Although feijoada is often crowned with the title "Brazil's National Dish" it is not, in fact, a dish at all. Feijoada is a meal, in the same sense that Thanksgiving turkey dinner is not a dish but a meal. Just as one family might serve creamed pearl onions at Thanksgiving, while another family considers that heresy, and serves a broccoli casserole instead, the core ingredients of the Thanksgiving dinner rarely vary - turkey, stuffing, mashed potatoes, gravy, etc. Feijoada is exactly the same - there are a huge number of dishes that have made their way into a feijoada, but there is only a small number of dishes without which one cannot really call the meal a feijoada.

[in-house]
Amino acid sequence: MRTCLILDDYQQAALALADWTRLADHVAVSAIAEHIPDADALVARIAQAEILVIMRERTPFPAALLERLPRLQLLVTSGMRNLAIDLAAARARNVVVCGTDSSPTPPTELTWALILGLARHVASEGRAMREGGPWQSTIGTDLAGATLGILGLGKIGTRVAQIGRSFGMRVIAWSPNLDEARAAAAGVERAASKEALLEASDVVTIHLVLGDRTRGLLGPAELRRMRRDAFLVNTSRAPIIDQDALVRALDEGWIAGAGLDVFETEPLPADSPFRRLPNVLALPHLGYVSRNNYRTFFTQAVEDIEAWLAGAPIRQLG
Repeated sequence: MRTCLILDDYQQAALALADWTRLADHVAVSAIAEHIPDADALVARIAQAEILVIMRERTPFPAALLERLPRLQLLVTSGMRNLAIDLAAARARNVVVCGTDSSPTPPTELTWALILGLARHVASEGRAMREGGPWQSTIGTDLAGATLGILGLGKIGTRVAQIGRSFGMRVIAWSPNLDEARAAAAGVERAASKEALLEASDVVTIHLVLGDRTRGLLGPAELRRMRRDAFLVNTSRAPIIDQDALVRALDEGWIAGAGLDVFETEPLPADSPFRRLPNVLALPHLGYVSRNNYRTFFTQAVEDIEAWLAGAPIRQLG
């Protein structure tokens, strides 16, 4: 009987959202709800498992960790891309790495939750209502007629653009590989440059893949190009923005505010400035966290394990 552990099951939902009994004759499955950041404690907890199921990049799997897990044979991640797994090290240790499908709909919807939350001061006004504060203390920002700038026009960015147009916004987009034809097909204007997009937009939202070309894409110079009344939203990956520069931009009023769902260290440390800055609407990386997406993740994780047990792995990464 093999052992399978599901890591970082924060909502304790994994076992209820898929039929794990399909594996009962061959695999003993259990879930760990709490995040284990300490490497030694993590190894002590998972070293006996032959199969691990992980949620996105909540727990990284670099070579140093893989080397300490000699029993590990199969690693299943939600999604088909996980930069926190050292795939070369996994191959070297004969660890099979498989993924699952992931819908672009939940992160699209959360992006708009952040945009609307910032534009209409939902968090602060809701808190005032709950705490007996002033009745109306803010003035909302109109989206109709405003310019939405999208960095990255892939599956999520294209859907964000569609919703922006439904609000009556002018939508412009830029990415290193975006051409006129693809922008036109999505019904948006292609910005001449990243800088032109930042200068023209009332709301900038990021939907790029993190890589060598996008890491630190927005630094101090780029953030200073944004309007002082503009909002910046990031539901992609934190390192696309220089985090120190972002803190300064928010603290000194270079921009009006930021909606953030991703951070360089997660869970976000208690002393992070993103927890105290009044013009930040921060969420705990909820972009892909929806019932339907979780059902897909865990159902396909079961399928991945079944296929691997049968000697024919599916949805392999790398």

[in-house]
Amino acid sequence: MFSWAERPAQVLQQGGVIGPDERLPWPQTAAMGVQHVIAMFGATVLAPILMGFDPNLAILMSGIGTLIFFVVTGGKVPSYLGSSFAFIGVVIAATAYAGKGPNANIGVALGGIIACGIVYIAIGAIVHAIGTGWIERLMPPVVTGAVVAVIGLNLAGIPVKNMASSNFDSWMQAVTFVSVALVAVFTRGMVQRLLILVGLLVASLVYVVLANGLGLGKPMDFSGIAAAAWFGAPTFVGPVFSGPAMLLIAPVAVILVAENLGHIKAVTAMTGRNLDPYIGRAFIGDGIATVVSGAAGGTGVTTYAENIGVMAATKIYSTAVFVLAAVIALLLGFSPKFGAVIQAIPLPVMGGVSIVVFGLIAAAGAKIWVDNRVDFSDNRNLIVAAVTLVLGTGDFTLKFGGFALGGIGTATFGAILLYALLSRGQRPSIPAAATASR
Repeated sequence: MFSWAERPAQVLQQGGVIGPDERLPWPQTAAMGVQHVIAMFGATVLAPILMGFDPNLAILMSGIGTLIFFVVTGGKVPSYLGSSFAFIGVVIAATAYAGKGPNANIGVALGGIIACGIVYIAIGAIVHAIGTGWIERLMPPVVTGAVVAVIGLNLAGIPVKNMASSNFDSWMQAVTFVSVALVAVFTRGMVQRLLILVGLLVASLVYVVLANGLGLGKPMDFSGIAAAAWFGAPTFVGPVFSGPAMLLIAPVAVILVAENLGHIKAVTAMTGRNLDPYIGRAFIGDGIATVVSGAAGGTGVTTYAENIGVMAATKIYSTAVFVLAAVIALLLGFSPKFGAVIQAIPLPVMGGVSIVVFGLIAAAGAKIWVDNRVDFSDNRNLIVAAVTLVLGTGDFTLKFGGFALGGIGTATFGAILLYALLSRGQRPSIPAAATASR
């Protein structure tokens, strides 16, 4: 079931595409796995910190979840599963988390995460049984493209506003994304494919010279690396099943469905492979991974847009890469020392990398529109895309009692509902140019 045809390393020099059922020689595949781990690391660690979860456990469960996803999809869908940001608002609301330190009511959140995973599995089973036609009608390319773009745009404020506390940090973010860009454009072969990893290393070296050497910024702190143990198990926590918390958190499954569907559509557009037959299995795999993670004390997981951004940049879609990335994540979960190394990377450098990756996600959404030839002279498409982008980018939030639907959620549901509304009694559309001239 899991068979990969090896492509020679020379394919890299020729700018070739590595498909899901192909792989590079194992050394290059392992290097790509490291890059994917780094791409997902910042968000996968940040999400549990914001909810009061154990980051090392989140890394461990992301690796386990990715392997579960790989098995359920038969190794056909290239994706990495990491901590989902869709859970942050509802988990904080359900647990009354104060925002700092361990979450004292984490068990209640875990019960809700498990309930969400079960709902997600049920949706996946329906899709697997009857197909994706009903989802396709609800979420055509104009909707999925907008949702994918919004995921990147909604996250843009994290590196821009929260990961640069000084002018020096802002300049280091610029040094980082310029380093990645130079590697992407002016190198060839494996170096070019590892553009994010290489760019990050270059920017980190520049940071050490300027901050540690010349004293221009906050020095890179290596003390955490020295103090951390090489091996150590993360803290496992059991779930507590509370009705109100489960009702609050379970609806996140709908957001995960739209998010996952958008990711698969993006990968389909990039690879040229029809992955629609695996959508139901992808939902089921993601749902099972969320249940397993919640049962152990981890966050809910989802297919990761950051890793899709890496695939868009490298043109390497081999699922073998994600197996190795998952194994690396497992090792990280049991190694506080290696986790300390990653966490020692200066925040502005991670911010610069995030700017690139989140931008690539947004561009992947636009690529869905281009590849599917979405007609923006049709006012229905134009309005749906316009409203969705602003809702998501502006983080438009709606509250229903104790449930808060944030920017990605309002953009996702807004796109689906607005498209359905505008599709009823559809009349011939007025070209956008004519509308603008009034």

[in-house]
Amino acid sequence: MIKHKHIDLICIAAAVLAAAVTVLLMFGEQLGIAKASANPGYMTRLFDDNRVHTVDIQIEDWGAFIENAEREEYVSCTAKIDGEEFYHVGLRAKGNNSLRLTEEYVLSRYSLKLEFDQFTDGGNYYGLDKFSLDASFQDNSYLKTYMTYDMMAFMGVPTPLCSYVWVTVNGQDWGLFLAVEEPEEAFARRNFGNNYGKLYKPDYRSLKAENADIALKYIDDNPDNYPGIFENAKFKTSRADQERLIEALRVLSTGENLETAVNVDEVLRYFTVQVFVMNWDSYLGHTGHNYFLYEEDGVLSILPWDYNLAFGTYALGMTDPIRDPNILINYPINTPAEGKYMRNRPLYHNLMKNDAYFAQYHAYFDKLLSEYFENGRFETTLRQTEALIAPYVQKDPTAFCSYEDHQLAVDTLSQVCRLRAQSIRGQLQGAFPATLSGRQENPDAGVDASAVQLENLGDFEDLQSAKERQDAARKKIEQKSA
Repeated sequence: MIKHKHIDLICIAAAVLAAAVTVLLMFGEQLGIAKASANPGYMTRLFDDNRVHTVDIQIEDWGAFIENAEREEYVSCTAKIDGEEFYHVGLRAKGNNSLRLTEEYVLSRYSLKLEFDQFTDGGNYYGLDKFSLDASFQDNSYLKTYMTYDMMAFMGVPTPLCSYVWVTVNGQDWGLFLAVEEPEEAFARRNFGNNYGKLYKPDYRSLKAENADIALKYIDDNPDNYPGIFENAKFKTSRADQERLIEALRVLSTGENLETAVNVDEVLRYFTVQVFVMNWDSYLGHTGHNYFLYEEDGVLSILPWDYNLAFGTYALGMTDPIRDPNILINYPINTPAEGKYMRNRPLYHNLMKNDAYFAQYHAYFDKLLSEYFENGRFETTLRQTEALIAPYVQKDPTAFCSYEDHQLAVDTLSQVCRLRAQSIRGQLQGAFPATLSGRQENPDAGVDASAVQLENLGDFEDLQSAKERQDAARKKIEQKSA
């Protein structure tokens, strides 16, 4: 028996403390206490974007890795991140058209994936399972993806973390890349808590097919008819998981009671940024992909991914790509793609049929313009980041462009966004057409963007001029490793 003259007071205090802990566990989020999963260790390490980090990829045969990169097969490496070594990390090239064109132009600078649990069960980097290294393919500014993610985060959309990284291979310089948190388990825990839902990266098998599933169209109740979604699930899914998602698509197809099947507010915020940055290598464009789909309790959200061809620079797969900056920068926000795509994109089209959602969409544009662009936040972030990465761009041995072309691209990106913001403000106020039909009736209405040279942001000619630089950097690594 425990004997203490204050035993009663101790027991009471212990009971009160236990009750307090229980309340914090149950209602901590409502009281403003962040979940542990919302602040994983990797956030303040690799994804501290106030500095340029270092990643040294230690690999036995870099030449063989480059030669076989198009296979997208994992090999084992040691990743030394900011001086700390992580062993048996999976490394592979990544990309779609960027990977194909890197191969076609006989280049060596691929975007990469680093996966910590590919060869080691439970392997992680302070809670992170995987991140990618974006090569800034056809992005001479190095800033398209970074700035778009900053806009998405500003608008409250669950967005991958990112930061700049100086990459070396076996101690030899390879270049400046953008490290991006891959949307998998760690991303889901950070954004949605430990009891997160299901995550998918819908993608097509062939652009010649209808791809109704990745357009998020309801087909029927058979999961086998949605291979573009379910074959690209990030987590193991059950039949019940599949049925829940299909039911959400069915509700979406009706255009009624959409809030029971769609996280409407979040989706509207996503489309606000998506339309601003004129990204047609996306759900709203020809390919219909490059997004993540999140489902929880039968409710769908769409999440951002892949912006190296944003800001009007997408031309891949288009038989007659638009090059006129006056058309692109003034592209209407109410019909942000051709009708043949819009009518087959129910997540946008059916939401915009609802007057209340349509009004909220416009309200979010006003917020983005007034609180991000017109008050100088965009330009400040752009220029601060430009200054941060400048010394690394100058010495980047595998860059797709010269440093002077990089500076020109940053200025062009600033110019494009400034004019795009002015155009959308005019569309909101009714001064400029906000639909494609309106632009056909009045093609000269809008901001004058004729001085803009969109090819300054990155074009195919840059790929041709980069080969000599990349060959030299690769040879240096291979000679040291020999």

A true feijoada will consist, at the very least of:
Cuts of pork, including hocks, ears, and belly, cooked in black beans
Linguiça sausage cooked in black beans
Peeled slices or cuts of fresh oranges
Together, all these dishes constitute a proper feijoada, but other additional dishes may be added as desired. Note that the first two ingredients, the true core of a feijoada, are pork products cooked in black beans. Although in today's world, with today's sensibilities, vegetarian feijoadas do exist, the traditionalist Brazilian would refuse to call that concoction a feijoada at all. But if the 21st century universal compendium of food has allowed the entry of vegetarian haggis or a vegetarian pasty, then let's allow an exception for vegetarians to allow them to enjoy feijoada. However, truth be told, a true feijoada is a meal for carnivores only.